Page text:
How Much Vodka is Too Much?
July 28, 2013 3:59 PM   Subscribe

My roommate drinks a half gallon of vodka a week. I know it's a lot but is it so much that I should consider an intervention?
posted by zzazazz to Health & Fitness (35 answers total) 3 users marked this as a favorite
Needs a lot more information. Does it affect his job, his family, his friends, you?
posted by roomthreeseventeen at 4:03 PM on July 28, 2013 [2 favorites]

That's about a mickey a day, or 13 oz, which is roughly 13 drinks. Every day.

Is this binge drinking at night, is it constant sipping throughout the day? Is your roommate missing work or other engagements? How are they generally? I find it difficult to believe that they're not a wreck generally, unless they've achieved functional alcoholism, which is where they need a high level of alcohol in their system to function normally.

Regardless, yes, consider an intervention. Maybe not the high drama, corner them with family, friends and love intervention, but at least sitting them down and seeing what they think about it.
posted by fatbird at 4:05 PM on July 28, 2013

Think of it this way. A shot is about two ounces of liquor. Now, if you drink slowly and pace yourself, liquor is not going to hit you as hard as a shot does (which is why shots are so problematic). But there are 64 ounces in a half gallon. So, 32 shots. Spread over the course of a week, that's a little more than 4 shots (or a cup) of liquor per day.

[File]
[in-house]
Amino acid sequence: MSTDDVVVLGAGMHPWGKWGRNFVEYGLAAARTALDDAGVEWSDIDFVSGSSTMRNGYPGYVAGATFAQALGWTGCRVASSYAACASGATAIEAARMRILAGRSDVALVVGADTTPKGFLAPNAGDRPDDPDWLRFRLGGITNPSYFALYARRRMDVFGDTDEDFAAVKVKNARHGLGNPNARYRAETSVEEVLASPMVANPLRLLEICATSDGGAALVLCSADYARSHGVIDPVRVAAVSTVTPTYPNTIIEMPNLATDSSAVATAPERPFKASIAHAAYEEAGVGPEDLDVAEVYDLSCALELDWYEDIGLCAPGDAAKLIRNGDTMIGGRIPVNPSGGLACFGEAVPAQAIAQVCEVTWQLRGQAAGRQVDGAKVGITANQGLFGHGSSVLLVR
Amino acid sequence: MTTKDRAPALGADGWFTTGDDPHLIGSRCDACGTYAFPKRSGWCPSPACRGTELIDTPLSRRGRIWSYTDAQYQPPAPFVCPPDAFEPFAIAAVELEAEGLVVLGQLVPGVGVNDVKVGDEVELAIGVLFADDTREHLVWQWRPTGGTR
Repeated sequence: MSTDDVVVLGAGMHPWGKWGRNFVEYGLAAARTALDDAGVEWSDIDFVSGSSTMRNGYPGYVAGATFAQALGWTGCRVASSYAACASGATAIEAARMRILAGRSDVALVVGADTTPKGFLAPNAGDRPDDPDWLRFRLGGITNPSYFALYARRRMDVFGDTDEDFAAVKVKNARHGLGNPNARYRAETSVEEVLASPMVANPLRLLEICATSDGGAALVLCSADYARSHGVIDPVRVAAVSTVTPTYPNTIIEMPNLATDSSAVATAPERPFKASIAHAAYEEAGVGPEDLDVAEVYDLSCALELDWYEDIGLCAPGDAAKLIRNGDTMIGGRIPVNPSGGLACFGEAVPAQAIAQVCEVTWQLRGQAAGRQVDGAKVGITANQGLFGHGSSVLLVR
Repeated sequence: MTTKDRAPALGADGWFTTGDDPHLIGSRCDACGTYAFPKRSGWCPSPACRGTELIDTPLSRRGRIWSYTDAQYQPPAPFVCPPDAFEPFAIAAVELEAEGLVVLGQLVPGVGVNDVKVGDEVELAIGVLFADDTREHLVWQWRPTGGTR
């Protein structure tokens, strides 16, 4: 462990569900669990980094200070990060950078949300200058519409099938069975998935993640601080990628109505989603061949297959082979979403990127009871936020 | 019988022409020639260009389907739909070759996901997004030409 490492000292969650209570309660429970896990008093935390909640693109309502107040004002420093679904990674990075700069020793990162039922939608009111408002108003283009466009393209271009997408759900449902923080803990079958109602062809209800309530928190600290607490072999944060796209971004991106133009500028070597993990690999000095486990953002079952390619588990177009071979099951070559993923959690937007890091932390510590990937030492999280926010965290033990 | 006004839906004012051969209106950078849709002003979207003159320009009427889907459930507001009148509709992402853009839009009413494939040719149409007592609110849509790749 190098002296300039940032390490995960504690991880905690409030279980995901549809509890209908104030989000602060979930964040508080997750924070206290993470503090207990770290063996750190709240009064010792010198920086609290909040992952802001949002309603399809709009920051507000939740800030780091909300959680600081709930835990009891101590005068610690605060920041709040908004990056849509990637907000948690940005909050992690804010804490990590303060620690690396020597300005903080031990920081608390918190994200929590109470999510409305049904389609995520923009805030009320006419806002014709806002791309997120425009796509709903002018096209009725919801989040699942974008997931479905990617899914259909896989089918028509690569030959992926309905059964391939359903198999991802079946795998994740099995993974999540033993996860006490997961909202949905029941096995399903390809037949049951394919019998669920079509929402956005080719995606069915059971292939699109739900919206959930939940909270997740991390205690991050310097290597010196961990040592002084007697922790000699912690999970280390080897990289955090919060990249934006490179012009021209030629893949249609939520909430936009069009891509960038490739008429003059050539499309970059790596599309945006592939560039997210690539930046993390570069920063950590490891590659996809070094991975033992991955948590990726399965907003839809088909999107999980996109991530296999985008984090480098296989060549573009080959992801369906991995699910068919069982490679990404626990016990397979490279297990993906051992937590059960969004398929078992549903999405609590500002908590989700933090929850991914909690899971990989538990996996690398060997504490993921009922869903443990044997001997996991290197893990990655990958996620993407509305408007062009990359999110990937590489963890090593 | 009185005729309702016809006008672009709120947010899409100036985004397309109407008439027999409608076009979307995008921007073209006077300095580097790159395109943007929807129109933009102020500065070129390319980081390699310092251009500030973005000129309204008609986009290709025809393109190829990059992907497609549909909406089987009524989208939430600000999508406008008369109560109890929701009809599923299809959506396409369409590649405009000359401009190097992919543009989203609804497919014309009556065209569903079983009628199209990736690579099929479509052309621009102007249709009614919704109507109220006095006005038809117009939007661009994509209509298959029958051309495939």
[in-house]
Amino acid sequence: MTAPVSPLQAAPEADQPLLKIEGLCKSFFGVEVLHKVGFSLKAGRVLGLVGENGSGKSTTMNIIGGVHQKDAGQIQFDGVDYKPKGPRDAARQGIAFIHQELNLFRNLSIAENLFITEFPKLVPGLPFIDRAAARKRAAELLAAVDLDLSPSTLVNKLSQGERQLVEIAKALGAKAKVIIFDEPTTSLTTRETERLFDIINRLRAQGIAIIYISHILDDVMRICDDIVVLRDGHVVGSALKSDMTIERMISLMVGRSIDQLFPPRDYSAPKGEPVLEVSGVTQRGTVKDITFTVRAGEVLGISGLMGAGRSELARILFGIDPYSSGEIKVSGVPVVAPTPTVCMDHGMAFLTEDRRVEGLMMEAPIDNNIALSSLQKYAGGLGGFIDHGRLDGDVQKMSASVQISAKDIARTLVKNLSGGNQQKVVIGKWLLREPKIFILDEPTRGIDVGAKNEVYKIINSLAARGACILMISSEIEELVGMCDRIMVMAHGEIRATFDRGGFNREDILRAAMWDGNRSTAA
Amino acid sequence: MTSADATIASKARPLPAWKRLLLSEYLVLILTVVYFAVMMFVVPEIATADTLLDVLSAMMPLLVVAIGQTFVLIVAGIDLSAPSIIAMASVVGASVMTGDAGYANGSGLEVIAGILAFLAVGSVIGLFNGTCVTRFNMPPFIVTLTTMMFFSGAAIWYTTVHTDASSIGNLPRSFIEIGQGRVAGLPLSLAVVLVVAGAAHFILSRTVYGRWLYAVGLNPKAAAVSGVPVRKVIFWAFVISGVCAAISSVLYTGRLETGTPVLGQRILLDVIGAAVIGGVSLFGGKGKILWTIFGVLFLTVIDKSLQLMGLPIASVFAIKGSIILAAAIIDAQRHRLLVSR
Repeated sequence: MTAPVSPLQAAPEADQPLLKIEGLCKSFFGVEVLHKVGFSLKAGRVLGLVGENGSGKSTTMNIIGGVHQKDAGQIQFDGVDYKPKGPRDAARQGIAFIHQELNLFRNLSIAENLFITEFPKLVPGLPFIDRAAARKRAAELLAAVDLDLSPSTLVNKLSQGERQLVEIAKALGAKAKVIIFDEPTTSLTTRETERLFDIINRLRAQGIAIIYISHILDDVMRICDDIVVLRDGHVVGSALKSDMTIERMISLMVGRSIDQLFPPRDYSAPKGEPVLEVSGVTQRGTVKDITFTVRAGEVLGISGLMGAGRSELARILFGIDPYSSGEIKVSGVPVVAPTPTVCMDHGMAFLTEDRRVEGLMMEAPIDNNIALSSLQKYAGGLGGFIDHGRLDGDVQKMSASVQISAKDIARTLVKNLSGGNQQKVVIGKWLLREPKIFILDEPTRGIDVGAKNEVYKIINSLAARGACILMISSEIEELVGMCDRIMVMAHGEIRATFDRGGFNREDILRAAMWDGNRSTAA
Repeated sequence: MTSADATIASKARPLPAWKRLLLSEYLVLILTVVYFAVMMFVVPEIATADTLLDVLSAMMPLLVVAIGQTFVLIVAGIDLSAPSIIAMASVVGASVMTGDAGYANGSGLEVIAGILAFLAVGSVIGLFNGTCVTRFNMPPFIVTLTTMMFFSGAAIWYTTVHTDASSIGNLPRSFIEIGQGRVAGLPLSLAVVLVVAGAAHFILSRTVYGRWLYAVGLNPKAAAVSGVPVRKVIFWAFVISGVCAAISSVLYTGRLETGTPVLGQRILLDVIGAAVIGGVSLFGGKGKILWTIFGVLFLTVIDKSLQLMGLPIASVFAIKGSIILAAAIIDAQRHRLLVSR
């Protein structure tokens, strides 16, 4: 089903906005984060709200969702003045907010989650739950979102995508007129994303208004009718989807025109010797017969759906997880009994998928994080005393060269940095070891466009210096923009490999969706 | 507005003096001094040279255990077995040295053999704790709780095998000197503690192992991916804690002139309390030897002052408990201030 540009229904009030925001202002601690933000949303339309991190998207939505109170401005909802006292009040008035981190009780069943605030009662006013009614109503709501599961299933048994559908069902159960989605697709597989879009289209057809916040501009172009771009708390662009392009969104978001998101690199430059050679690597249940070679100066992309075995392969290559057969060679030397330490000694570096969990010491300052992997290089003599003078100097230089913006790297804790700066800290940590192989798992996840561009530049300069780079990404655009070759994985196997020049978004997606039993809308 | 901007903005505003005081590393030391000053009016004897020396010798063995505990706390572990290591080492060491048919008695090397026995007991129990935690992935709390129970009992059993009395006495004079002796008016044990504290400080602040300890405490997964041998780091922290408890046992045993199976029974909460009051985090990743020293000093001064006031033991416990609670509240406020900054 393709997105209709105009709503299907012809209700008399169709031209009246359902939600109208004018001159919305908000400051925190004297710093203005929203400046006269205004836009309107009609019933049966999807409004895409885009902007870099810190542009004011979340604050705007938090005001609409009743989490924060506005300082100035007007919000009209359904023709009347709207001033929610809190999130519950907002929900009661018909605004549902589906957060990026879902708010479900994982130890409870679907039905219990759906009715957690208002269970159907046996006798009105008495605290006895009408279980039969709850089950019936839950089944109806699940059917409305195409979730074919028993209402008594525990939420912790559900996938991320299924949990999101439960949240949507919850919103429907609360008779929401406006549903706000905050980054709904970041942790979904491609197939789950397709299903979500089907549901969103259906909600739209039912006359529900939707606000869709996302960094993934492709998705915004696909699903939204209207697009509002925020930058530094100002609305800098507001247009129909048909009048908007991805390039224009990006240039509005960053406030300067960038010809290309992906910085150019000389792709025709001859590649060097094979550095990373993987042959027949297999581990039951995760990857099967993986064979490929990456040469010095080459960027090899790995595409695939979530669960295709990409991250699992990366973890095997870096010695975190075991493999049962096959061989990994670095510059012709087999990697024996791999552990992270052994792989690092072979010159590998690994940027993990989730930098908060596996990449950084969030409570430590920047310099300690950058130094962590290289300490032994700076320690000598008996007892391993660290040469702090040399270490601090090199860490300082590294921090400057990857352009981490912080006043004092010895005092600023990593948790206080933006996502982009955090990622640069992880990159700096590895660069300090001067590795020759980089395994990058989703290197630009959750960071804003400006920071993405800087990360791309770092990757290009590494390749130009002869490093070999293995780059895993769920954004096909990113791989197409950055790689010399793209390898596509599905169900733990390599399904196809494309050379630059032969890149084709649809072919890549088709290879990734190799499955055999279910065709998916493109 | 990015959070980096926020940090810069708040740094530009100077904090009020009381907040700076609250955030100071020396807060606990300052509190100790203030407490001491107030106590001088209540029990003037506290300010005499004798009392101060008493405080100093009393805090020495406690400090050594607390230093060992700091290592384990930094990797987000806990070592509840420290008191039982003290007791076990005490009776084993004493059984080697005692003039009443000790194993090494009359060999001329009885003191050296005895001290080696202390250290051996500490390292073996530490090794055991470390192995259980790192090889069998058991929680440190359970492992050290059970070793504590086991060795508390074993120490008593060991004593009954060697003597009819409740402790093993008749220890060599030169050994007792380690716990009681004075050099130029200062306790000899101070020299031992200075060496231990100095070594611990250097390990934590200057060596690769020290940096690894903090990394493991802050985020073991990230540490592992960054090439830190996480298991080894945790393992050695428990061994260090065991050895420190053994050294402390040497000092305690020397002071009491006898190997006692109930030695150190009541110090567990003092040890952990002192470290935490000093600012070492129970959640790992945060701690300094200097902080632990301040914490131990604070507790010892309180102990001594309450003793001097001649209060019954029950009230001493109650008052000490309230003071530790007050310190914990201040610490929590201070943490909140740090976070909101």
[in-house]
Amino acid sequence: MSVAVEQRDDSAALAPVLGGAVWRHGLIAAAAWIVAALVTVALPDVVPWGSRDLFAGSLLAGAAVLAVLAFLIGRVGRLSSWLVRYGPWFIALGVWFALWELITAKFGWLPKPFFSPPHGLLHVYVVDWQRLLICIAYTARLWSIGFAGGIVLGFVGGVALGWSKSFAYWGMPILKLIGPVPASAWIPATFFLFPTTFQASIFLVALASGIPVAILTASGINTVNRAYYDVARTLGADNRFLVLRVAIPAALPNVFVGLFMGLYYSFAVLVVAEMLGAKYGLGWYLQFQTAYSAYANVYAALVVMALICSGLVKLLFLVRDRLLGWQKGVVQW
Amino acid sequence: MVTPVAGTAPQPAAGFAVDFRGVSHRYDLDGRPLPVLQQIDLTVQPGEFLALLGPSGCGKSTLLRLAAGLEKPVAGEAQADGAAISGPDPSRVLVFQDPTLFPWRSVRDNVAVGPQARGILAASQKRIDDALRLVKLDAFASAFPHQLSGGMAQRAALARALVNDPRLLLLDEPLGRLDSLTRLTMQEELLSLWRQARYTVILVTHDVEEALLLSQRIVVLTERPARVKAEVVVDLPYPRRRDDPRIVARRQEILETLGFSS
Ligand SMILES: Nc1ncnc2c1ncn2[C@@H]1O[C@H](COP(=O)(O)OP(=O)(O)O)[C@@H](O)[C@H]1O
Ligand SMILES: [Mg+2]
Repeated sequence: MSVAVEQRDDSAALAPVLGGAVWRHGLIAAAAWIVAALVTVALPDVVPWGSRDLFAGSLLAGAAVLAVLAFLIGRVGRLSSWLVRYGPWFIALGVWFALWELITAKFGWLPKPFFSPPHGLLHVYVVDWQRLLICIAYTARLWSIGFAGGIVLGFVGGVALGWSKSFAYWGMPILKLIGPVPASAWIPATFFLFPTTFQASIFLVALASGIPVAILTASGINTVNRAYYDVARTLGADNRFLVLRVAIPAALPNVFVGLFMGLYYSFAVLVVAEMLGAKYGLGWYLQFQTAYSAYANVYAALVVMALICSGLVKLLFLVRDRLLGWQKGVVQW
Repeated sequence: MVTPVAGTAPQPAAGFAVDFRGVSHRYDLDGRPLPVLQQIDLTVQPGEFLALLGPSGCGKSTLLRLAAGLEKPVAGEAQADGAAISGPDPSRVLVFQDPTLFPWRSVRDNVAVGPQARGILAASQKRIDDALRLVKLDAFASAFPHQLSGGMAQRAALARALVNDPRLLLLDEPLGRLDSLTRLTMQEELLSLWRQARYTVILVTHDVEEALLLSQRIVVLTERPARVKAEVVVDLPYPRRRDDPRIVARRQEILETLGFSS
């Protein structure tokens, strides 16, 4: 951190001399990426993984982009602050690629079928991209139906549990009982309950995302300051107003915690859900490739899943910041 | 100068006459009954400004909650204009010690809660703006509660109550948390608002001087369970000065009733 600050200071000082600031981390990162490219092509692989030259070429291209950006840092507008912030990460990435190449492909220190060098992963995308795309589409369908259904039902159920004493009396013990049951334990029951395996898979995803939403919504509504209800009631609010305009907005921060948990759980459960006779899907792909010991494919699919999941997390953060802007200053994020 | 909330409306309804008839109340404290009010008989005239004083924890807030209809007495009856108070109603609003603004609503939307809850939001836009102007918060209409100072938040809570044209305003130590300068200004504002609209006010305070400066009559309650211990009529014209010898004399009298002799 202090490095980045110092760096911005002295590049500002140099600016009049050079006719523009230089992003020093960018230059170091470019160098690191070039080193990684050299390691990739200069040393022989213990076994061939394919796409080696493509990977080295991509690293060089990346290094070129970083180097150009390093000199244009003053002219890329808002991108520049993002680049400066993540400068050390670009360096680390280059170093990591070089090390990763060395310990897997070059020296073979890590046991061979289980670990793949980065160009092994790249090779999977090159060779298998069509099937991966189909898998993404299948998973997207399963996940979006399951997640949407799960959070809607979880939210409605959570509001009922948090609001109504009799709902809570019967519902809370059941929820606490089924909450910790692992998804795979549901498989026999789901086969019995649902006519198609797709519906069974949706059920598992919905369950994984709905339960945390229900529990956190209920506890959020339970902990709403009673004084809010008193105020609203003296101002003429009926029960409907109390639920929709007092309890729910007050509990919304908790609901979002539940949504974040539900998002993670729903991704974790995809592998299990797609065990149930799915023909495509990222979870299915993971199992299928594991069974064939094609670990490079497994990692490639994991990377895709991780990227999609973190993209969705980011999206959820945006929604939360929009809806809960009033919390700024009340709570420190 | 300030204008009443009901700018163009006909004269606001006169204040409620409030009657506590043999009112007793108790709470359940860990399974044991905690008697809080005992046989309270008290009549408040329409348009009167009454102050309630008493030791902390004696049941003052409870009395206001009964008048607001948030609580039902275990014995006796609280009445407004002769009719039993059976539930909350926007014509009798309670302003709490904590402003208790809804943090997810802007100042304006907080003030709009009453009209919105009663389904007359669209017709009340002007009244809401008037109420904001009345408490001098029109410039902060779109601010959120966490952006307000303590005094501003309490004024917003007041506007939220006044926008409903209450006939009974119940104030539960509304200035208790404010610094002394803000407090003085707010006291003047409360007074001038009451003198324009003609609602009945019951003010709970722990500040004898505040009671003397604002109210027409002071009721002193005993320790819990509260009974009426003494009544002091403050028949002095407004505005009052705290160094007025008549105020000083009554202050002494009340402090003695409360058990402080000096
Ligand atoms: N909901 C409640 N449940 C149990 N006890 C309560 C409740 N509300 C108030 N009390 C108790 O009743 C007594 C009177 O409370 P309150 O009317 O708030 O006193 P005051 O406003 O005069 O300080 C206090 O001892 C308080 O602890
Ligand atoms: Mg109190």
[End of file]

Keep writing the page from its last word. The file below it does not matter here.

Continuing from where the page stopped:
Which sounds like a lot to me, but as long as your roommate is pacing herself and "holding her liquor", I don't know that it's intervention worthy. If your roommate seems perpetually extremely drunk (staggering, slurring, etc) or engages in poor choices when drinking, or is doing stuff like projectile vomiting all over the living room, yeah, intervention time. But if your roommate just drinks more heavily than is optimal, I think you should leave it alone.
posted by Sara C. at 4:07 PM on July 28, 2013 [5 favorites]

Some people who appear to be consuming a lot of liquor, are actually pouring a good deal of it down the drain, in the form of stale drinks they spill, forget about or go to sleep over, or as dregs they toss down the drain when making a fresh drink. My raging alcoholic second wife probably wasted 1/3 to 1/2 of all the liquor she bought this way. Which was just a cryin' damn shame when she was still flush enough to be pouring 18 year old single malt Scotch as her main form of caloric intake and hydration, just before her second stint in rehab.
posted by paulsc at 4:15 PM on July 28, 2013 [2 favorites]

Yes, this is too much and yes you should be concerned. Think about it this way: the standard pour for something like a gin and tonic is 2 ounces of booze. Your friend is drinking the equivalent of four and a half gin and tonics (9 ounces of vodka) every day, seven days a week. Thats something like 600 calories a day just from booze. This isn't necessarily a problem, but it is a lot of booze. To put this in some context: I have been involved in the cocktail revival since its earliest days, and I occasionally write about booze and cocktails. I have been known to have as many as 15 cocktails in one very long night. So I am drinking-positive. But a half gallon a week is more than I could handle on a regular basis. Also, the fact that its vodka suggest your roommate is drinking it for the effect (i.e., using it as a drug).